Why Cider Deserves a Place in Your Glass

Discover the fruity, funky world of fermented wonders. From pears to crabapples, cider is a drink steeped in history and bursting with unique flavors. Learn about its simple creation and find your perfect sweet-tart match.

Why Cider Deserves a Place in Your Glass
Discover perry, the delicate and subtly sweet pear-based cousin of apple cider.

A golden glow catches your eye, snuggled amongst the usual suspects on the bar shelf. It's squat, often sporting a rustic label, and probably says something about a farm somewhere. “Cider,” you think, and your mind most likely flits to that sweet, mulled concoction swirling with cinnamon sticks around winter holidays. While that cozy image has its place, the world of cider is like a sprawling orchard – far more rich, surprising, and frankly, deserving of our appreciation.

Let's not pretend cider is something shockingly new. People have been fermenting fruit for about as long as they've been cultivating the stuff. Apples, with their natural sugar and agreeable wild yeasts, were prime targets for a little boozy experimentation. Ancient Greeks? Yep, they had cider. Roman legions marching through Europe? They brought the cider craze with them. Heck, even presidents like John Adams reportedly kicked off their days with a tankard of the hard stuff.

What makes cider different, what gives it personality, is its starring ingredient. Wine has its grapes, carefully categorized—your Merlots, Chardonnays, and the like. Cider's main act can come from a delightfully unpredictable roster.

Sure, apple cider reigns supreme. But have you met its intriguing cousin, perry? This pear-based brew boasts a delicate sweetness with a hint of floral notes. It's like the sophisticated older sibling to apple cider's boisterous charm.

And the fruit fun doesn't stop there. Distinctive and increasingly popular, you might see ciders made from fruits like quince (think a tart twist), cherry (perfect for when you want a dose of vibrant summer), and even crabapples (these pack a serious tannic punch – not for the faint of heart).

The Making of a Masterpiece

“But isn't brewing complicated?” you might ask. Let's break it down. Think of cider as a delicious science project. Step one involves a whole lot of crushing. Dedicated cider apples and pears, the kind you wouldn't want to bite into, find their true destiny in the mighty press. Out flows that precious juice, the raw foundation of our fermented delight.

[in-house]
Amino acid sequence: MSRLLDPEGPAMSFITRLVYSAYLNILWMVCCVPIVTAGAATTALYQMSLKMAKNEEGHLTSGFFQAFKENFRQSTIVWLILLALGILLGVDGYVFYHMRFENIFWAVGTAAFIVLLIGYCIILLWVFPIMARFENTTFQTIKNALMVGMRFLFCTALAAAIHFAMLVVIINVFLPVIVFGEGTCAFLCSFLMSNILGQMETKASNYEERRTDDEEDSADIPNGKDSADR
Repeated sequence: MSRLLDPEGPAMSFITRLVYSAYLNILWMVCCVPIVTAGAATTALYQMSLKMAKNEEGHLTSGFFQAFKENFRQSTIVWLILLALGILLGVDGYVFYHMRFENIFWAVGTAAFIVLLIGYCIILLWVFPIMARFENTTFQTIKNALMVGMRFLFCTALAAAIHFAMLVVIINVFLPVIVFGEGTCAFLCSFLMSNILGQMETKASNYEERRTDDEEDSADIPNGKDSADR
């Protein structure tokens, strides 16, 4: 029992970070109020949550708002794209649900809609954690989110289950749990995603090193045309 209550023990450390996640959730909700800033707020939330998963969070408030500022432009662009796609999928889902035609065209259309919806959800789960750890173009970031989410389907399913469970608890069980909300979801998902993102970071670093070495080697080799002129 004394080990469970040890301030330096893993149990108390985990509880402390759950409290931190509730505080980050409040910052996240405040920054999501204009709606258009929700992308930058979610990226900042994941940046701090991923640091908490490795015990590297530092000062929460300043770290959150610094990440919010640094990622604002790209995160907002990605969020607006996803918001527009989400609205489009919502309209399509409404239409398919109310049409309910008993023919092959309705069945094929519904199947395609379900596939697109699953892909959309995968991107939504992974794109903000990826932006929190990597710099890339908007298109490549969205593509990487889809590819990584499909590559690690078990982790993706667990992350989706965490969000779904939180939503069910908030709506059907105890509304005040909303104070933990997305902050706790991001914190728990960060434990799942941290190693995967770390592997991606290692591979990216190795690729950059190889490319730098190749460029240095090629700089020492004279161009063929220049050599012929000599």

Here's where the cider maker has some choices to make. They can let the juice mingle with wild yeasts, those naturally occurring little fellas clinging to the fruit. This is like letting nature lend a funky, unpredictable hand. Alternatively, they can be more precise, using cultivated yeasts – tried and true strains for more dependable flavor profiles.

And now? We wait. Just like with wine, fermentation works its magic. Those yeasts do their dance, converting sugar into alcohol. The key difference is that this process happens slowly, sometimes taking months. This gives the cider time to develop all kinds of intriguing complexities.

Aging cider barrels stacked in a cellar.
Some ciders age in barrels, developing rich flavors like those found in wine.

A Flavor for Everyone

From bone-dry to tooth-achingly sweet, and everything in between, there's a cider for every palate. Cider makers often blend different kinds of fruit, playing with their sugar levels, acidity, and those mysterious things called tannins (which add a touch of bitterness and depth).

Some ciders even go on a slumber party in oak barrels, picking up vanilla-like notes. There's a whole category called “ice cider,” where the liquid gold is partially frozen, concentrating those flavors. It's like ambrosia for your tastebuds.

The next time you're at a bar or browsing the beverage aisle, don't overlook those unassuming bottles of cider. They hold a delightful history, a testament to the ingenuity of turning nature's bounty into boozy treats. When you're looking for a drink with personality–one that's a bit quirky, definitely delicious– cider just might be your new best friend.